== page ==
• Luke went to the church window and looked out on the Captain and the others - and mocked the Captain with his own words: "What we've got here is a failure to communicate"; Luke was tragically shot in the throat and silenced forever by the crack-shooting Boss with no eyes; Dragline carried the mortally-wounded Luke outside, and then charged at the Boss - toppling his sunglasses to the ground; the Captain denied Luke emergency clinic care, and he soon perished in the back seat of the Boss' car in the reddish light of the cherry-topped police cars - his face wore the familiar enigmatic grin - a Christ-like image and sign of the victory of his spirit over death; the Boss' sunglasses were crushed in the mud by the departing vehicle
  • in a final montage sequence, Dragline favorably remembered and resurrected his martyred hero while telling the story of his death to his convict-compatriots - it provided Luke's epitaph: "Old Luke, he was some boy. Cool Hand Luke. Hell, he's a natural-born world-shaker"

Rebel Prisoner Luke (Paul Newman) Admitting His Crime at Prison Farm to Captain

In the Bunk House, the 'Rules of the House" were Delivered by Guard-Floor Walker Carr (Clifton James)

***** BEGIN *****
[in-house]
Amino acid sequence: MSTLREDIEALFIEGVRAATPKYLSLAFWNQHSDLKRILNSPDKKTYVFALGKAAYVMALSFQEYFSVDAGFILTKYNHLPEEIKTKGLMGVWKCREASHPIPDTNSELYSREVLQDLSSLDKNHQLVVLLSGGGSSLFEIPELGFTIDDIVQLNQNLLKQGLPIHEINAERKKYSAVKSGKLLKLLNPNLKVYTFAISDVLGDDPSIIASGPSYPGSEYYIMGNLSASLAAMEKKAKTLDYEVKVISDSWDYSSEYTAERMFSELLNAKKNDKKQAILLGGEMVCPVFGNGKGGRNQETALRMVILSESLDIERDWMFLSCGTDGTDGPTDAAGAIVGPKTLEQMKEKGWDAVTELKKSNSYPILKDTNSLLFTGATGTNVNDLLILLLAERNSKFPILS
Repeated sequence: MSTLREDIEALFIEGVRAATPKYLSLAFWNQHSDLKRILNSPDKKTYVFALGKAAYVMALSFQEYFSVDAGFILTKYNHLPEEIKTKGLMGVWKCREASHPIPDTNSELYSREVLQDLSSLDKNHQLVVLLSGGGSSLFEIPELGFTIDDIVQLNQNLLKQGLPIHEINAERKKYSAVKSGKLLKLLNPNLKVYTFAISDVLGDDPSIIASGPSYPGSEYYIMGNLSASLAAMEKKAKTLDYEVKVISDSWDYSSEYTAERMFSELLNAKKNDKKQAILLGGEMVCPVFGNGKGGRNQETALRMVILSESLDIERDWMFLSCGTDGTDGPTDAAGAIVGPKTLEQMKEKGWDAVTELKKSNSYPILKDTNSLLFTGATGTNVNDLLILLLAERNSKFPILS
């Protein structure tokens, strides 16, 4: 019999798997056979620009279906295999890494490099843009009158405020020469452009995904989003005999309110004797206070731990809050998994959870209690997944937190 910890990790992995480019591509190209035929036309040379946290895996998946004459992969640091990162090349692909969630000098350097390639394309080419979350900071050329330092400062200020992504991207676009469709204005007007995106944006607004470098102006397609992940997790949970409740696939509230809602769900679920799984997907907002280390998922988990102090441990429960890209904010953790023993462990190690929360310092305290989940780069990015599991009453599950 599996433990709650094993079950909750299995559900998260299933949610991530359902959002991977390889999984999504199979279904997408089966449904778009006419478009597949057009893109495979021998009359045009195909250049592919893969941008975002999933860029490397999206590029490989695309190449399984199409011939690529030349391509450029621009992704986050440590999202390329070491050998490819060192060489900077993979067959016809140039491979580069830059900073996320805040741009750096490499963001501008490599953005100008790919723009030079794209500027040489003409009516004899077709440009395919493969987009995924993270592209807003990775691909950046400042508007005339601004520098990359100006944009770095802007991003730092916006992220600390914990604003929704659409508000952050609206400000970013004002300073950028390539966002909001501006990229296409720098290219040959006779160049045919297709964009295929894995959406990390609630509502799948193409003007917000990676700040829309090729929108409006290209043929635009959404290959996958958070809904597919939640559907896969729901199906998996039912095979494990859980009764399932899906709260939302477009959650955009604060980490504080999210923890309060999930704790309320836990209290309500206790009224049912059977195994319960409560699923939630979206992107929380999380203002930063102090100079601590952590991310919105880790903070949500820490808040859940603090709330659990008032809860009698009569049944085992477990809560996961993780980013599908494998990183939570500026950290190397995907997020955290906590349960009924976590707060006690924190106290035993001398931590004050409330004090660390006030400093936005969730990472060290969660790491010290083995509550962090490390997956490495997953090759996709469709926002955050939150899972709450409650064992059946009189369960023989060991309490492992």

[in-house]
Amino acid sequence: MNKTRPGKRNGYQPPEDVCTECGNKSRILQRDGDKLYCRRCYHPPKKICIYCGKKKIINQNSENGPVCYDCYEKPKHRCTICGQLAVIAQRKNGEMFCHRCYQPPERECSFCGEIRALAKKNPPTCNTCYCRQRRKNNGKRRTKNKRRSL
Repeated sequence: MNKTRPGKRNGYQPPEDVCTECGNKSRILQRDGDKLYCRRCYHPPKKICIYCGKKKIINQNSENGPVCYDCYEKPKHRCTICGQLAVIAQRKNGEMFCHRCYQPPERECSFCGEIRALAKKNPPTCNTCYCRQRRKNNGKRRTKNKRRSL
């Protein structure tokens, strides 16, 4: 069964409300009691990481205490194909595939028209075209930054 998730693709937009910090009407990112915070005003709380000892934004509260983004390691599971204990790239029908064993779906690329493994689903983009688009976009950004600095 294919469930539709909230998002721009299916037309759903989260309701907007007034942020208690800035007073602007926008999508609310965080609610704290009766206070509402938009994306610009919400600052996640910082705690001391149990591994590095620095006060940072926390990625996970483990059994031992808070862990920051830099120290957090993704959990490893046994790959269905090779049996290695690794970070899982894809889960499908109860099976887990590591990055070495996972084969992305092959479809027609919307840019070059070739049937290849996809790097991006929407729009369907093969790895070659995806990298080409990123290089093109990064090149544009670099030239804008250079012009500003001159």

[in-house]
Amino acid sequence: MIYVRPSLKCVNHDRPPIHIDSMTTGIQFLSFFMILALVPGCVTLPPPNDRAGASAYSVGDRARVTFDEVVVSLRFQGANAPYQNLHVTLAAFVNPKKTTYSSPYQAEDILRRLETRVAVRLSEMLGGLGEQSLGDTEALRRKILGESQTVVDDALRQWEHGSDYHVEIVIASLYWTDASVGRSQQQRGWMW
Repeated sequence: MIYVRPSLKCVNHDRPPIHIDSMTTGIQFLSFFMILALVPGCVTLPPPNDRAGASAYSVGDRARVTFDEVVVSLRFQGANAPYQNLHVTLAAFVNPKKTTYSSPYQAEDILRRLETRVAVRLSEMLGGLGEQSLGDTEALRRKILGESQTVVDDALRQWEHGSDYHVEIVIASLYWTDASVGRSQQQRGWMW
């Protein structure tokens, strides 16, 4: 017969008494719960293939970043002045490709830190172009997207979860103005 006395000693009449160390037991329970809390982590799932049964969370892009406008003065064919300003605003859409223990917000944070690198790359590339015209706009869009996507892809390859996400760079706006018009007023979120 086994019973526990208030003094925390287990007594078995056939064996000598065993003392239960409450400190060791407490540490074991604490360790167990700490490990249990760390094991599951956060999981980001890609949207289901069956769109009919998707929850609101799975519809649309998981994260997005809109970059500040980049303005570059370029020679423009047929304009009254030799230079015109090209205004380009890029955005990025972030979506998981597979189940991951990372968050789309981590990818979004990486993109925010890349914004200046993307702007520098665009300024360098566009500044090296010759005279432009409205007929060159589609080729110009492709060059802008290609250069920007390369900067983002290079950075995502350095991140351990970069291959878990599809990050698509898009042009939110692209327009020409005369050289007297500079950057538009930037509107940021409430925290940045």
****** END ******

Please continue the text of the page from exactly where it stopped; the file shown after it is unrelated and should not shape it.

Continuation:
Chain-Gang Boss Convict Clarence "Dragline" Slidell (George Kennedy)

Luke's Boxing Match against Dragline - He Refused to Give Up

Luke's Visiting Day With His Dying Mother Arletta (Jo Van Fleet)

Luke's Egg-Eating Contest

Crucifixion Pose After Eating 50 Eggs

Boss Godfrey's Impenetrable Reflective Sunglasses

During a Thunderstorm, Luke Summoned God

Luke Strumming a Guitar and Singing: "Plastic Jesus" After His Mother's Death

Luke Placed "In the Box" To Prevent Him From Running

Luke's First Escape Attempt

After Capture, Luke Regaling the Others With His Tale of Escape - Bread Sticking Out of His Mouth

Luke's Phony Photo

Luke Captured Again - His Angry Assertion to the Other Prisoners: "Stop feedin' off me!"

Luke's Spirit Eventually Broken by Bosses

Crucifixion Symbols in the Film's Final Images